The Washington Capitals received the affectionate “Cardiac Caps” nickname for their zest for the dramatic, usually when it came to late-game heroics. This season, however, the Caps have been the catalysts of thousands of cases of cardiac arrest.
Despite securing a 3-2 shootout victory for the second consecutive game Saturday against the Montreal Canadiens, Washington also blew a two-goal lead for the second consecutive game. In fact, the Caps have blown a two-goal or more lead in three of its last five games (March 23 against the Winnipeg Jets, Thursday against the Boston Bruins and Saturday).
While most of the players said after the game that they were satisfied with the victory considering the tight playoff race that they are currently mired in, blowing leads – especially because the Caps are currently mired in a tight playoff race – is a cause for concern. Against Montreal, Washington once again retreated into a passive shell after jumping out to a 2-0 lead early in the first period.
“We sat back too much,” head coach Dale Hunter said. “If you get too careful, you play into their hands. We turned the puck over too much in the neural zone, too many drop passes.”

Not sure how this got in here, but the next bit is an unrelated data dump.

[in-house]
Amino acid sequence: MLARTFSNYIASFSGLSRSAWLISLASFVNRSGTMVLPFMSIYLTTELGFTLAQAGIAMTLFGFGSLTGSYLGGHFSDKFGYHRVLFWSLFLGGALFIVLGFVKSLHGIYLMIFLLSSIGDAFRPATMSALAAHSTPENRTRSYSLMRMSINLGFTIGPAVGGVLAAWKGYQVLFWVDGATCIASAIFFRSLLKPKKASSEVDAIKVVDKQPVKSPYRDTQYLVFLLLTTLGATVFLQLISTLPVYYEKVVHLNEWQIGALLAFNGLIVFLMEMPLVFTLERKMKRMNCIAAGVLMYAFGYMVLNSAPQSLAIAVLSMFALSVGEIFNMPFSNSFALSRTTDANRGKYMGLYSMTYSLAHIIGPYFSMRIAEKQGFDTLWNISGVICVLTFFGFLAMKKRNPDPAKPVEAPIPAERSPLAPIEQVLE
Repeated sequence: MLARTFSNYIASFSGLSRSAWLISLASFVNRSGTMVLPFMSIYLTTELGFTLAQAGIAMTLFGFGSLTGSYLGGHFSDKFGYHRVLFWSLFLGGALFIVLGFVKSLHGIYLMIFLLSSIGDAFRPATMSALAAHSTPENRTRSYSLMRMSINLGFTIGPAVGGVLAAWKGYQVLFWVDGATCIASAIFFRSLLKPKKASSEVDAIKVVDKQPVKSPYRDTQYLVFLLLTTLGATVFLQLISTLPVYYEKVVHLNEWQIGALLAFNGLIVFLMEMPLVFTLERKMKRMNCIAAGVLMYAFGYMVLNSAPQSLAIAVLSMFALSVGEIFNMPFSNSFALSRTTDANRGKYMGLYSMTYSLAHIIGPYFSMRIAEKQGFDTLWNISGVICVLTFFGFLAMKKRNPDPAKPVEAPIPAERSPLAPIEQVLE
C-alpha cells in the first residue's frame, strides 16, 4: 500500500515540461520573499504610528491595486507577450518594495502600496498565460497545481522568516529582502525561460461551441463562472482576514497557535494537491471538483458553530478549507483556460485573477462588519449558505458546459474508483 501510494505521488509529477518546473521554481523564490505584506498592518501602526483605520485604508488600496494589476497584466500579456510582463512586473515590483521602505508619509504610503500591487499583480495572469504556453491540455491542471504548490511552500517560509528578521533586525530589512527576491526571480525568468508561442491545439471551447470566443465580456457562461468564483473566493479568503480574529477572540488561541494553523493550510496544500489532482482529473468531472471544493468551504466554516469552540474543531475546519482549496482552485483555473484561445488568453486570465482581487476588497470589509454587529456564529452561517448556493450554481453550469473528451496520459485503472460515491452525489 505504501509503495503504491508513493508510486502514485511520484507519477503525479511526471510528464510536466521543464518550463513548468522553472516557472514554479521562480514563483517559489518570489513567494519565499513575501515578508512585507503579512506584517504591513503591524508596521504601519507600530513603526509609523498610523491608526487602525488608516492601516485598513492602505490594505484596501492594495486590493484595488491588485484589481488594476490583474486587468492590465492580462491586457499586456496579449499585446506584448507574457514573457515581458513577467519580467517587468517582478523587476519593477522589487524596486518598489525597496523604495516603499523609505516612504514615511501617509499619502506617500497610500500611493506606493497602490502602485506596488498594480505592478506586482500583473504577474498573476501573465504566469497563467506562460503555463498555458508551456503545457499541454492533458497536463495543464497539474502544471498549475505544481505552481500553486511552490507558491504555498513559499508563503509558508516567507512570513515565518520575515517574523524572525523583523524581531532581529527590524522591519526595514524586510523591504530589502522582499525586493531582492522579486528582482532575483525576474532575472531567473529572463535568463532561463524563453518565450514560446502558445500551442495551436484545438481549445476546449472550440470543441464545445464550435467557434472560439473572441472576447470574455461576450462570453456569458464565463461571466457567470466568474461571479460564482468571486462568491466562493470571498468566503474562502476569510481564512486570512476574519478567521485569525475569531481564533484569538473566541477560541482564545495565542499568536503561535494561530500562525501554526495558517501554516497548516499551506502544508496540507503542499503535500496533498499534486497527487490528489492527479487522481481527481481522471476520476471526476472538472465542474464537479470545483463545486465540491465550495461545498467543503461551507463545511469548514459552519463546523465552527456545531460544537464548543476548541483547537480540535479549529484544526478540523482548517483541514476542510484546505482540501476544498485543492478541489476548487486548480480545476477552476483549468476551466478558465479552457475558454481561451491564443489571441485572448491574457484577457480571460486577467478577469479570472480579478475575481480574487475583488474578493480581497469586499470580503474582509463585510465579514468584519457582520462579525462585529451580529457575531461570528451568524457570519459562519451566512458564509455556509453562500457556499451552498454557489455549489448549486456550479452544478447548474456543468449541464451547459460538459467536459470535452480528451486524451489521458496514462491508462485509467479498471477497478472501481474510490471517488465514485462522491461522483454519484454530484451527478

Hunter’s defensive system calls for the Caps to relent once they have a lead, but easing up has caused them many problems throughout the season. The Caps are 2-0-1 in the three games that they have blown a lead and have earned much-needed points, but in the postseason, there are no points to earn and multi-goal leads are hard to come by.
“That’s three games in the last week to 10 days that we’ve done that,” Mike Knuble said. “Tonight, we took our foot off the gas. First period, I thought we were great. I think we played 19 really, really good minutes in the first period and played like we were coming to take the game away with them. We just let them back into it in that last minute. Those are little things that you just don’t want to see your team doing.”